Creating vmdk image

Official Fedora 29 is released in .iso format. Do we get in vmdk format anywhere>
If not,
I want to create a vmdk image out of official fedora 29 image.
Can you please guide me in doing the same.

Hi, @sudalaim, isn’t booting the iso file (all virtual machines I know of are capable of doing so) good for you?

You can boot from iso in a VM, install Fedora in a newly created VM as you would on a normal PC – and the resulting image will be in the VM’s native format (or the format you specify). That’s what I do when I need a Fedora VM.

As a note: Fedora 30 is out now, you should use it, not 29 – unless you have a specific need for F29 and not F30.

You can also look at Fedora Cloud images, there are images provided for VirtualBox and KVM/qemu, maybe there’s an easy way to convert one of these to vmdk. keep in mind that cloud images are a bit different from the Server or Workstation ones, do they suit your needs?


Thanks @nightromantic for the reply.
Currently i have tried installing fedora in virtual machine and took snapshot of the VM to get vmdk image. Somehow i felt taking snapshot didn’t look good for me. That’s why i thought of asking a better professional way. Or is this the way generally any company does?
I don’t want Cloud image. I’m just looking for Server edition.

Vivek S

It includes the server role, you will virtually see no difference, all Fedora editions use the same repositories.

If you are concerned about naming or want to experience the server edition:

dnf --allowerasing install fedora-release-server
dnf --allowerasing group install "Fedora Server Edition"
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To tell the truth I don’t know about professional way and how companies do it ) And I would be interested to hear from people in the know.

The way I described is the way I do it. Also I’ve never used VMWare, I’ve used VirtualBox and KVM/qemu.

The key question, I think, is what for do you want to use this vmdk image?

VMDK and copying/moving VMs to other hosts.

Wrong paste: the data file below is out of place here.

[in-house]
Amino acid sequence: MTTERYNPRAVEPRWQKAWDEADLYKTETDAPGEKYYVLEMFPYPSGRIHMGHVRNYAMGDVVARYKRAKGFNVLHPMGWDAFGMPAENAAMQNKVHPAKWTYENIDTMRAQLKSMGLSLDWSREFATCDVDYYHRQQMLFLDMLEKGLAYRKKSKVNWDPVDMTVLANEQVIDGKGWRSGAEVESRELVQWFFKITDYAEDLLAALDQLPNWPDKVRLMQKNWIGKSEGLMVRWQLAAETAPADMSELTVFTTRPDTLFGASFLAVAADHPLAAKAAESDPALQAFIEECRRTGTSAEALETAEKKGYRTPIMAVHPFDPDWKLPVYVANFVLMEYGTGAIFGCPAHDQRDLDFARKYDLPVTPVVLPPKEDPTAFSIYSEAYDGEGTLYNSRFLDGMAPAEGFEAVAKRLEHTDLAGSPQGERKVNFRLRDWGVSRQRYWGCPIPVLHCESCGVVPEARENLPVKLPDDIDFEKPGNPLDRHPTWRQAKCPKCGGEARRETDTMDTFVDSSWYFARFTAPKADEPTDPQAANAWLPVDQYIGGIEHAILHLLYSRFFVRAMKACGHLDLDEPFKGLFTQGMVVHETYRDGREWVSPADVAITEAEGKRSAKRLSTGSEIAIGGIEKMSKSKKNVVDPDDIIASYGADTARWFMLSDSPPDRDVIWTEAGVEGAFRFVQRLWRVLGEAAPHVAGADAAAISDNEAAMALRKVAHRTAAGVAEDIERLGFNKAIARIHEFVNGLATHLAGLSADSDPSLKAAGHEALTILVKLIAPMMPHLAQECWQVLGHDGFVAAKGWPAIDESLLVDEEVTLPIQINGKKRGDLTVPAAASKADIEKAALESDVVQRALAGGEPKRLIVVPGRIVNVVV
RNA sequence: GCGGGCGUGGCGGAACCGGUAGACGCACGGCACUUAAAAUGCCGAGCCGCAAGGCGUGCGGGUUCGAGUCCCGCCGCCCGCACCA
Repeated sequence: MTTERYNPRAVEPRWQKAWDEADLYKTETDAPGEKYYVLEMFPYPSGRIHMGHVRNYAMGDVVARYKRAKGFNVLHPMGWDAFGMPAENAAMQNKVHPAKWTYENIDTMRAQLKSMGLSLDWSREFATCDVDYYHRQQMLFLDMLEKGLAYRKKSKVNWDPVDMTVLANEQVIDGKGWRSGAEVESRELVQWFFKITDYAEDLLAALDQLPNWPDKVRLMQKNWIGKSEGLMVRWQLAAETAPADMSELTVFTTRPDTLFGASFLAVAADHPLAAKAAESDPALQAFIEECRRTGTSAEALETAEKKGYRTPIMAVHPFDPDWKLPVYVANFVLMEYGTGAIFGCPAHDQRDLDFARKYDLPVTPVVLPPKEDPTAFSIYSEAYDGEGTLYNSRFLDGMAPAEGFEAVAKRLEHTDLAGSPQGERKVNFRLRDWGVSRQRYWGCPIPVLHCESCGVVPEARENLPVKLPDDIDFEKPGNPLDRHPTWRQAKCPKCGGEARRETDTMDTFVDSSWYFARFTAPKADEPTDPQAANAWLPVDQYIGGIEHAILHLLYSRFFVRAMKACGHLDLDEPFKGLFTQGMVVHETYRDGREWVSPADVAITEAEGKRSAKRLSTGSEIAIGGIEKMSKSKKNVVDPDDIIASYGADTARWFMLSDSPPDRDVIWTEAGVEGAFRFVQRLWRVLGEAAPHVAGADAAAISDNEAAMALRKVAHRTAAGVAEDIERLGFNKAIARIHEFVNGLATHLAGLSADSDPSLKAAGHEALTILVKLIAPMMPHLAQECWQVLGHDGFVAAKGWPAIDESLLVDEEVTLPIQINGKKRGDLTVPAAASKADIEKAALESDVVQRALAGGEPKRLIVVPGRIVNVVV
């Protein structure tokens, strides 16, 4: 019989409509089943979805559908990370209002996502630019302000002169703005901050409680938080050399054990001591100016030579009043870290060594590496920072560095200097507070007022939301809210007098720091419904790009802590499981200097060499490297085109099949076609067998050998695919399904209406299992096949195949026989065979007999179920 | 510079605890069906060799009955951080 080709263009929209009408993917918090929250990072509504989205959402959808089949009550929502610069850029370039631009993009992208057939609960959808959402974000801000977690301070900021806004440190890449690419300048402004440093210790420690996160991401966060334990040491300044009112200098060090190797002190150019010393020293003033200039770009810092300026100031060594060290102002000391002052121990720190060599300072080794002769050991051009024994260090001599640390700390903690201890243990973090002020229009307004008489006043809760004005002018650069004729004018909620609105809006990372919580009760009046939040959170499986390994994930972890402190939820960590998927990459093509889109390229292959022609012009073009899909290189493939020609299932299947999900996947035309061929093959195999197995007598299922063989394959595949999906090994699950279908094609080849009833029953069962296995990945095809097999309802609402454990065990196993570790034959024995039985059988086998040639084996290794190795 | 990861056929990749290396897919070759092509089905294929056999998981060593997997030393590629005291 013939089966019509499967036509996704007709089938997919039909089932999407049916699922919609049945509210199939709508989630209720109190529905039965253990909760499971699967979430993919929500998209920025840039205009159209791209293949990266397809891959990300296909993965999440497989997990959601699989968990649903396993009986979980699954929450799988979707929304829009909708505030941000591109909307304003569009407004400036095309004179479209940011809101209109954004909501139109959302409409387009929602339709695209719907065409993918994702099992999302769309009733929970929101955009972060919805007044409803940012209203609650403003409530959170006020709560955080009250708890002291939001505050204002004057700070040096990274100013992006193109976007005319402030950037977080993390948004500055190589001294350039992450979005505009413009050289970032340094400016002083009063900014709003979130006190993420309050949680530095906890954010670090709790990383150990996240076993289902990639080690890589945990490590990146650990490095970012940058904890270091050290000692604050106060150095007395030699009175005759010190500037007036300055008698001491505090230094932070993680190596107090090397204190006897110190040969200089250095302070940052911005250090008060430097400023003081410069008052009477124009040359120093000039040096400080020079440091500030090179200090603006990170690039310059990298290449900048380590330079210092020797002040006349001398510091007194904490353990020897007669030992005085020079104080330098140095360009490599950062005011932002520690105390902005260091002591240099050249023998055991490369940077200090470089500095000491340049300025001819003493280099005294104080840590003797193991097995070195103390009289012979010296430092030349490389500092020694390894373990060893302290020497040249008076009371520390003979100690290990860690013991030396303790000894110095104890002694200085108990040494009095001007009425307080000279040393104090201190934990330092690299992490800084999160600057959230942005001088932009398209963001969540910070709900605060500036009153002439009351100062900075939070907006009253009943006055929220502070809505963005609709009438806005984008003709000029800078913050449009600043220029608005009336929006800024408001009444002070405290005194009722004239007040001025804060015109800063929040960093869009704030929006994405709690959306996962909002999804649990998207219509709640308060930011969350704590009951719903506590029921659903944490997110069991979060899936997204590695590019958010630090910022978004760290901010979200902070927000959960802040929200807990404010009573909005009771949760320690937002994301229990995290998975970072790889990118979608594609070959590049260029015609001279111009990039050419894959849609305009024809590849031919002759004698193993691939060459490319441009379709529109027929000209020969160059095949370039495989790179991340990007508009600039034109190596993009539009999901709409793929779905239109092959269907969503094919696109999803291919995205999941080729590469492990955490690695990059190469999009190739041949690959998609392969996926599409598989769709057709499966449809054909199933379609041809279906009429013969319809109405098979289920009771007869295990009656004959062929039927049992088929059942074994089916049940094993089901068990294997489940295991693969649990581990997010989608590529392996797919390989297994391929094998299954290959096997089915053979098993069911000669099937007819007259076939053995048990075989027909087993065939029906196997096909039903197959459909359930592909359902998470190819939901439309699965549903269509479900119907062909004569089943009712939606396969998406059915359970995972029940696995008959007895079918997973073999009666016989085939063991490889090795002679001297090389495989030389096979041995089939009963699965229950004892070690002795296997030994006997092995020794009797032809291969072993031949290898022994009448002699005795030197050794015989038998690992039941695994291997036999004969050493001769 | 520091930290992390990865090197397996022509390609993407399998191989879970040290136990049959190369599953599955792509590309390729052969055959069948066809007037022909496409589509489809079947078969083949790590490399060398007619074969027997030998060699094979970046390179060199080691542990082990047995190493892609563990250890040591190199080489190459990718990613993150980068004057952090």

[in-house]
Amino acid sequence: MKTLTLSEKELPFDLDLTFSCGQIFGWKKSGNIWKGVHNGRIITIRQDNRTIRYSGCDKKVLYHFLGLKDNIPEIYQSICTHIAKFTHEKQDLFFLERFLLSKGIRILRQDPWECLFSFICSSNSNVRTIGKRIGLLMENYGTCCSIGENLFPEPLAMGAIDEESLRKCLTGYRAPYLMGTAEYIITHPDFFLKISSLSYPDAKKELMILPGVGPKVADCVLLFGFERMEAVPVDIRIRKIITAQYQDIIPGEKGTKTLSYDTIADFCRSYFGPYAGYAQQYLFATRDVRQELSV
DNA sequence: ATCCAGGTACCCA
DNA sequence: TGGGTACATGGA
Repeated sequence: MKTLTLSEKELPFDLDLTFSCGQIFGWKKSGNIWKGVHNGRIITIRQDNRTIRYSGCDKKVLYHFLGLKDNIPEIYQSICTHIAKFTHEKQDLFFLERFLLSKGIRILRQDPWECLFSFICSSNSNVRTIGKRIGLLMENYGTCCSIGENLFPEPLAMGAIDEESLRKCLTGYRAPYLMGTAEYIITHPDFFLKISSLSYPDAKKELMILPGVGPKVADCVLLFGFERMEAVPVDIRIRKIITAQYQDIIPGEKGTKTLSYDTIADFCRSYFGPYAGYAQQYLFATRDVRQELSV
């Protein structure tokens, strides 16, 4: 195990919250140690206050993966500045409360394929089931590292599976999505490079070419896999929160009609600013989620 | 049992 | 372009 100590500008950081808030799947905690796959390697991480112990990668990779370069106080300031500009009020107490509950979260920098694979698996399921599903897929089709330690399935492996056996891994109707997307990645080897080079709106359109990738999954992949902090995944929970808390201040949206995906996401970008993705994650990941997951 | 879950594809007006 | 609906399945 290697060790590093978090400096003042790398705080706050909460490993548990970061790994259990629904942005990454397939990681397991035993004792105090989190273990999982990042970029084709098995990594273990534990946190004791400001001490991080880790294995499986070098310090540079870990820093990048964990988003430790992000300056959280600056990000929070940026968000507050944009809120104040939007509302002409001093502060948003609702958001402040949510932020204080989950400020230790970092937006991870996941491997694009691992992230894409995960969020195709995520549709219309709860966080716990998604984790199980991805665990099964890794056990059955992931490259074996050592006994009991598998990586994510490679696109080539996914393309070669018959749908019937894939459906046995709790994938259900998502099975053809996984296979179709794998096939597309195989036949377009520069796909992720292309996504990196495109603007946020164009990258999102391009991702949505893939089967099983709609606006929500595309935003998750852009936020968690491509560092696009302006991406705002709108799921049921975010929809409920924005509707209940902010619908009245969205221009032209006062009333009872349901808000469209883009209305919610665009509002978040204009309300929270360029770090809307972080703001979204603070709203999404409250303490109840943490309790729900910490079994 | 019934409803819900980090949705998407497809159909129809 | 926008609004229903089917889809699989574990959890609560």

As far as I understand it, vmdk itself is a hard drive image, it’s like a virtual hard drive.

If you want to copy your virtual machine to other hosts, you need more that vmdk itself, you need all the properties of your VM (how many processor cores it uses, how much ram, what kind of hardware is emulated, which network controller with which network settings is used, etc.) – and as far as I know it’s not contained in the vmdk.

For running and managing many VM’s (maybe from all from one base image) – there are professional tools indeed, but I’ve never used them.

If you need a VM on this one host – then the way you did it is a good one. And snapshot will allow you to roll back to know state later – let’s say after some experimenting with your VM. And for making one or two copies or moving it to different physical host there are built-in tools in VM managers – usually called cloning and migrating.

About directly converting ISO to VMDK

And back to your initial question. What can you get by converting ISO file to vmdk file? ISO is a cd/dvd image, vmdk is a hard drive image. So you’ll get a virtual hard drive containing Fedora installer. Not a running useful Fedora Server system (virtual system) – an installation media. You launch it – and it asks you where do you want to install it. ) Exactly as booting your VM from the ISO does.

So – as far as I understand it – there’s no useful purpose in directly converting from ISO to vmdk. To get a useful VM you still need to perform an installation. That’s the thought behind my initial reply ))

Cloud images vs. ISO installer

Cloud images, on the other side, are intended to be run directly, without usual full installation process. But I’ve never played with them, so can’t advise on their usage. Though as far as I understand, you can take a cloud image, the add to it all the packages you need – and end with basically the same Fedora Server as a result. But for just one VM I find doing a usual install from an installation ISO is more straightforward.

One more note, as far as I understand it, cloud images are optimized in some way to running in a VM. I.e. maybe they don’t contain a traditional bootloader and hardware support needed to run on a multitude of physical hardware.

On the other hand, installing from an ISO you’ll get experience more similar to the real physical server – if you’ll ever need to work with physical server. Again, which way to take depends on what do you want/need to achieve ))))

P.S. Sorry for a long post :wink:

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Check also this in case: Fedora Virtual Machine